This is the phase of the legislative session where almost anything can happen—but almost assuredly, very little will.
Both bills require the completion of sexual harassment training provided by the Texas Ethics Commission (TEC) every two years.
Some Republican lawmakers joined with Democrats against proposals from conservative freshmen.
The suspect is a lobbyist with GOP establishment firm HillCo Partners.
Earlier this week, Lt. Gov. Dan Patrick said he did not believe the bill had the votes to pass the Senate.
Fairly orchestrated discussion on a budget providing for about $247 billion in spending.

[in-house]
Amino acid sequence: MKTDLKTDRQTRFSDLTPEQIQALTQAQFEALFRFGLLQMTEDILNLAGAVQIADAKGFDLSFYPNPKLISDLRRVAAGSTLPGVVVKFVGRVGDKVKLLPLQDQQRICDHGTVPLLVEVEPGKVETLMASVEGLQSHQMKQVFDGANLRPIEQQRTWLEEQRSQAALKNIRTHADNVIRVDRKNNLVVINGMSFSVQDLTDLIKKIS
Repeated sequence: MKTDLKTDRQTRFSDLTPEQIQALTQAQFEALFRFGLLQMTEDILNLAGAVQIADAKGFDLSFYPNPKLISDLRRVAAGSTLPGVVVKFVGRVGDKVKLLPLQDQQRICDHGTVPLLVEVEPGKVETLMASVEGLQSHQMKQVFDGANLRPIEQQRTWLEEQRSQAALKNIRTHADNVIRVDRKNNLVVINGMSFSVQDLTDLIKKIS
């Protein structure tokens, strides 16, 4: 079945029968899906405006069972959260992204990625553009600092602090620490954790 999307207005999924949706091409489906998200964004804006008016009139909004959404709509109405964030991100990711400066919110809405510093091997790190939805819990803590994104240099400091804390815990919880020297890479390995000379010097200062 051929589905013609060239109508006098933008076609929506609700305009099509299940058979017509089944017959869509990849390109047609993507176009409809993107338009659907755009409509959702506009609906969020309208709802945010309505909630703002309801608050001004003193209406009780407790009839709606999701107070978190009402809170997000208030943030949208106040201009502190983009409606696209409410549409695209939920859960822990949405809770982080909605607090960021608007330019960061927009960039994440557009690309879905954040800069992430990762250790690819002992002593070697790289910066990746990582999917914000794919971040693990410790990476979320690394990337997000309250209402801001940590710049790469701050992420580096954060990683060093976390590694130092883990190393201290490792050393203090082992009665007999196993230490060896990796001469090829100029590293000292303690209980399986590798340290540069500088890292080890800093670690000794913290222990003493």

It is unclear why a bill was suddenly and conspicuously filed after the deadline, when the Senate could have either acted on the constitutional carry bill passed by the House or taken up the bill already filed in its chamber.
The House budget, as written, accounts for about $246.7 billion of spending for the next two years.
In a win for fiscal conservatives, the bill would cap the growth of state spending at the rate of population plus inflation.
Several bills have been filed related to civics instruction; few have moved through the legislative process.